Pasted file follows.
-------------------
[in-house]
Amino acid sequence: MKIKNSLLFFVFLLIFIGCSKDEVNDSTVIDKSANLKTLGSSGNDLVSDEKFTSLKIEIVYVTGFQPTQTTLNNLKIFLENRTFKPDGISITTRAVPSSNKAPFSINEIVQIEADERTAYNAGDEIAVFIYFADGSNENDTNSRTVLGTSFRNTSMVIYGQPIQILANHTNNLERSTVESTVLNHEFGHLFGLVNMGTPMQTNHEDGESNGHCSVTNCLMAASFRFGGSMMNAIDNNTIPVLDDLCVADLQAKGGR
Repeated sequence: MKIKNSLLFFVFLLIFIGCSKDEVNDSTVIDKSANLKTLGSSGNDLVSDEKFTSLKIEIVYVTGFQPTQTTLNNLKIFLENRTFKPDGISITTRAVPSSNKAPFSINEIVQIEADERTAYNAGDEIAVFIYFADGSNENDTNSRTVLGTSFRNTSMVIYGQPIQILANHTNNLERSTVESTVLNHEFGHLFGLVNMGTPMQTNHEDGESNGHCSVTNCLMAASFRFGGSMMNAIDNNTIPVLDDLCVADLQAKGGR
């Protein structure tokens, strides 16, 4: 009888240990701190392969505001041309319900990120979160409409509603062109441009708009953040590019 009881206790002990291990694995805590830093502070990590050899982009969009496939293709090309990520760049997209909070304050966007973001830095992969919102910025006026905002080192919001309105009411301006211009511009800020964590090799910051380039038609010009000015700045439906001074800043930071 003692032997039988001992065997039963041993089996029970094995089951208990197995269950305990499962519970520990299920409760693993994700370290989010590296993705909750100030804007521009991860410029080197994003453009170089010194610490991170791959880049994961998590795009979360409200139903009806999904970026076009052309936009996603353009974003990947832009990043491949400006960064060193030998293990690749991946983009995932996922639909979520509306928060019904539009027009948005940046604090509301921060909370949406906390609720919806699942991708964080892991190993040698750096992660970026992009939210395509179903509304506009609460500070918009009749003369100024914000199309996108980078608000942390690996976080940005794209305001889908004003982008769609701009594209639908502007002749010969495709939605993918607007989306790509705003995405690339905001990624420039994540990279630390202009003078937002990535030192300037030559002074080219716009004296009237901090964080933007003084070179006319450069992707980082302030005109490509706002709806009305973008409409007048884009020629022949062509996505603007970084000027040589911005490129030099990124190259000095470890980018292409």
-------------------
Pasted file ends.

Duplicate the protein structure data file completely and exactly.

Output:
[in-house]
Amino acid sequence: MKIKNSLLFFVFLLIFIGCSKDEVNDSTVIDKSANLKTLGSSGNDLVSDEKFTSLKIEIVYVTGFQPTQTTLNNLKIFLENRTFKPDGISITTRAVPSSNKAPFSINEIVQIEADERTAYNAGDEIAVFIYFADGSNENDTNSRTVLGTSFRNTSMVIYGQPIQILANHTNNLERSTVESTVLNHEFGHLFGLVNMGTPMQTNHEDGESNGHCSVTNCLMAASFRFGGSMMNAIDNNTIPVLDDLCVADLQAKGGR
Repeated sequence: MKIKNSLLFFVFLLIFIGCSKDEVNDSTVIDKSANLKTLGSSGNDLVSDEKFTSLKIEIVYVTGFQPTQTTLNNLKIFLENRTFKPDGISITTRAVPSSNKAPFSINEIVQIEADERTAYNAGDEIAVFIYFADGSNENDTNSRTVLGTSFRNTSMVIYGQPIQILANHTNNLERSTVESTVLNHEFGHLFGLVNMGTPMQTNHEDGESNGHCSVTNCLMAASFRFGGSMMNAIDNNTIPVLDDLCVADLQAKGGR
């Protein structure tokens, strides 16, 4: 009888240990701190392969505001041309319900990120979160409409509603062109441009708009953040590019 009881206790002990291990694995805590830093502070990590050899982009969009496939293709090309990520760049997209909070304050966007973001830095992969919102910025006026905002080192919001309105009411301006211009511009800020964590090799910051380039038609010009000015700045439906001074800043930071 003692032997039988001992065997039963041993089996029970094995089951208990197995269950305990499962519970520990299920409760693993994700370290989010590296993705909750100030804007521009991860410029080197994003453009170089010194610490991170791959880049994961998590795009979360409200139903009806999904970026076009052309936009996603353009974003990947832009990043491949400006960064060193030998293990690749991946983009995932996922639909979520509306928060019904539009027009948005940046604090509301921060909370949406906390609720919806699942991708964080892991190993040698750096992660970026992009939210395509179903509304506009609460500070918009009749003369100024914000199309996108980078608000942390690996976080940005794209305001889908004003982008769609701009594209639908502007002749010969495709939605993918607007989306790509705003995405690339905001990624420039994540990279630390202009003078937002990535030192300037030559002074080219716009004296009237901090964080933007003084070179006319450069992707980082302030005109490509706002709806009305973008409409007048884009020629022949062509996505603007970084000027040589911005490129030099990124190259000095470890980018292409």